Sony Ericsson C902
5-megapixel Cyber-shot beast
- 5-megapixel camera with autofocus and face detection, sleek design, touch-sensitive camera controls, large display, HSDPA-capable, A2DP Bluetooth
- Location of volume controls, lens cover a bit hit and miss, proprietary headphone/charger port, no M2 card included
Sony Ericsson’s latest Cyber-shot phone has an impressive mix of imaging and phone functions. There are a few minor issues, but on the whole this is a welcome addition to the market.
Price$ 899.00 (AUD)
Sporting a five-megapixel (Mp) camera with face-detection technology, autofocus and flash, the much anticipated Sony Ericsson C902 is a stylish, candy bar phone that is HSDPA-capable. Measuring just 11mm thick, the Cyber-shot branded C902 also features a unique sliding camera cover.
Essentially replacing the 5Mp K850i, the C902 is a far cry from its predecessor. It's slim, sleek and stylish and features a gloss black finish on the front and matte black finish on the rear. The design doesn't stand out, but its look is discreet and it certainly feels classy.
The keypad and controls are well designed, with each key raised on a slight angle. The keys are easy to press and their tactility is notable, but the glossy surface of the keys mean accidentally pressing the wrong key is a common experience. At the heart of the controls is a comfortable five-way navigational pad, along with two selection buttons. Our only complaint is that the answer and end call keys aren't raised and are sandwiched between the selection and clear/shortcut keys — this makes them a little more difficult to press.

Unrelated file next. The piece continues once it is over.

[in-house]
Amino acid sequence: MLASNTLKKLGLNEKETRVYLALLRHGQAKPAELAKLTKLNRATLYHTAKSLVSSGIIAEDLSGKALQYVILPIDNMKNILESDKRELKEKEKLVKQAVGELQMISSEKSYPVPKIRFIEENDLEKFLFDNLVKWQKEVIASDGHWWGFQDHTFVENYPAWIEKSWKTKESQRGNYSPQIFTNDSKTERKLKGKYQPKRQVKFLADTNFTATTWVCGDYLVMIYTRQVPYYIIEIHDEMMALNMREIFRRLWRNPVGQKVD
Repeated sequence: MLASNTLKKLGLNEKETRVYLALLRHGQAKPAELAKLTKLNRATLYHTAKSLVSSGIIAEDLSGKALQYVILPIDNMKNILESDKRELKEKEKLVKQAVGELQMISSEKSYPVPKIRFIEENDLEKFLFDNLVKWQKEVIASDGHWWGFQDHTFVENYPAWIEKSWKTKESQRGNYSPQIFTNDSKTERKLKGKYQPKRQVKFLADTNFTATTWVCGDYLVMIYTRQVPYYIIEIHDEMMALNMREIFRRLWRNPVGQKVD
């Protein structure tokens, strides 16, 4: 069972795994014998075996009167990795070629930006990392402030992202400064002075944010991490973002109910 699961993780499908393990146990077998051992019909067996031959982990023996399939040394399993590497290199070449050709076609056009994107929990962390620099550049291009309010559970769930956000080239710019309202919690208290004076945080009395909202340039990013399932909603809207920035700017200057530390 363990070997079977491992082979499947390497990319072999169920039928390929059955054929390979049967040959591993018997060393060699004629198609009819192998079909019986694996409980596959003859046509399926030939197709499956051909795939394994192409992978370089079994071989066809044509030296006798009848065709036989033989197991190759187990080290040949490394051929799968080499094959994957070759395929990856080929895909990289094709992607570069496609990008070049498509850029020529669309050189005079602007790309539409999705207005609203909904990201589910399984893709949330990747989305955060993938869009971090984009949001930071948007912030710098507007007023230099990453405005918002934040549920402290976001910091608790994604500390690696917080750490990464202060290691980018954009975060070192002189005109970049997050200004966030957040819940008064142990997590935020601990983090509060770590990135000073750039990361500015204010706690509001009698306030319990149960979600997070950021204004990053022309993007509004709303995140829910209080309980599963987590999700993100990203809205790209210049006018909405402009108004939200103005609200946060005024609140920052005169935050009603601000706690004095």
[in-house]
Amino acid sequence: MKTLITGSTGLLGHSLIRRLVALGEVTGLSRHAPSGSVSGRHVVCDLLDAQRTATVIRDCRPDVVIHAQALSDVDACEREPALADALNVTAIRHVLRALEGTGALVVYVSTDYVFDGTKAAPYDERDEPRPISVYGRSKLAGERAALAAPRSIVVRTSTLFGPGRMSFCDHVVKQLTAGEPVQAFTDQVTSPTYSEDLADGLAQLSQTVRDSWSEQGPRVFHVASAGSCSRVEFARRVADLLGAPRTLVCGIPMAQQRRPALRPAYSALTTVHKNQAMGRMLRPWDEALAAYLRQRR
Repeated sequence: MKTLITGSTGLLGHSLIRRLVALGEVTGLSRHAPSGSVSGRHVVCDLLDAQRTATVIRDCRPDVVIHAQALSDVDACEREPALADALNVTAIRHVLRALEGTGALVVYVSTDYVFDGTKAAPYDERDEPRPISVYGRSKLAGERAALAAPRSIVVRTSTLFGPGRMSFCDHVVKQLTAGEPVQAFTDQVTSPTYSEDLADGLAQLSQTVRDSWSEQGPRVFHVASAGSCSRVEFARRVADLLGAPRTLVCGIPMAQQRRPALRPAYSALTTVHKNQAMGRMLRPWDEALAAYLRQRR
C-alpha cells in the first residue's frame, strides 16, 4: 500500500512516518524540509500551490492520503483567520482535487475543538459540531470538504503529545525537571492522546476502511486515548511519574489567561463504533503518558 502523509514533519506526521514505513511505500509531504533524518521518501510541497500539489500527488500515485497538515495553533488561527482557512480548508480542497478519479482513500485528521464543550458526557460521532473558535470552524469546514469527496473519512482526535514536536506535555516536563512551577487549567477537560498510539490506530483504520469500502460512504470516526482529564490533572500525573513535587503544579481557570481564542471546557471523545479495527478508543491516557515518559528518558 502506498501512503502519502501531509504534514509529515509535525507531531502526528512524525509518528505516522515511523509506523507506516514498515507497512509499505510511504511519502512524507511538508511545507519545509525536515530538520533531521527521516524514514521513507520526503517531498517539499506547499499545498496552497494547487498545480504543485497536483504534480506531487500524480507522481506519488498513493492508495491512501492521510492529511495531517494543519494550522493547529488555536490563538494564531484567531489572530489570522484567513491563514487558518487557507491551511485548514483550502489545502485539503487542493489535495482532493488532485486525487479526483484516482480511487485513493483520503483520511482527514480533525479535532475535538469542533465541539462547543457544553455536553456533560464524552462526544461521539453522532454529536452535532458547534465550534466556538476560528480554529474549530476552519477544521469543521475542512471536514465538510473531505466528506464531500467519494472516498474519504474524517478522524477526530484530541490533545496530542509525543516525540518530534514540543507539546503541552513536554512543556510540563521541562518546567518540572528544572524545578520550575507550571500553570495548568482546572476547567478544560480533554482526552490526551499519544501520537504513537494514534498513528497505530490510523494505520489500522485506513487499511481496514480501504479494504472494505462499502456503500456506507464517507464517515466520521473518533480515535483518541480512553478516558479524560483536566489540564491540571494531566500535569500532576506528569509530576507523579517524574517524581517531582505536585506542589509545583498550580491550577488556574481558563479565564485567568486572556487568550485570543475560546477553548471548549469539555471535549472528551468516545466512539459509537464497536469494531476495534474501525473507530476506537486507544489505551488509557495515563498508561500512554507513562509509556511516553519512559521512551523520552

The biggest design change is the sliding camera cover. Basically, the top section of the phone just above the display slides upwards to reveal the camera lens on the rear. Although this design is unique, it has its drawbacks. If you hold the phone in your right hand as many users do, you'll find the cover is difficult to open due to the position of your hands. The design also means the volume control has been moved to the bottom right side of the handset, making adjusting it during calls a little uncomfortable. One benefit of this design is that it's almost impossible to accidentally open.
Slid open, the camera reveals an impressive feature: the inclusion of touch-sensitive controls surrounding the display. These include various functions such as shot mode, flash, self-timer and face detection. The buttons are quite responsive and a nice touch is the fact that they morph on and off depending on the mode you are in.
Photos produced are quite impressive for a camera phone, though they are slightly upstaged by Samsung's G800, thanks to the latter's 3x optical zoom. There is no optical zoom on the C902, but you do get face-detection technology, autofocus and a fairly effective flash — although the lack of a xenon flash is puzzling.
The large display is excellent for using the camera, as it's quite easy to line-up an image. Photos produced aren't brilliant, but they are more than good enough to make the C902 useful as a secondary digital camera. Image noise is moderate; poor colour reproduction is the main negative. The camera also doubles as a video recorder, but as with most mobile phones video quality is far from great.
The C902 retains Sony Ericsson's intuitive user interface. General browsing and scrolling through menu items is much faster than previous units, making it one of the fastest Sony Ericsson phones we've reviewed. In addition, the main menu has two new views in addition to the standard grid layout — rotating and single icon layouts.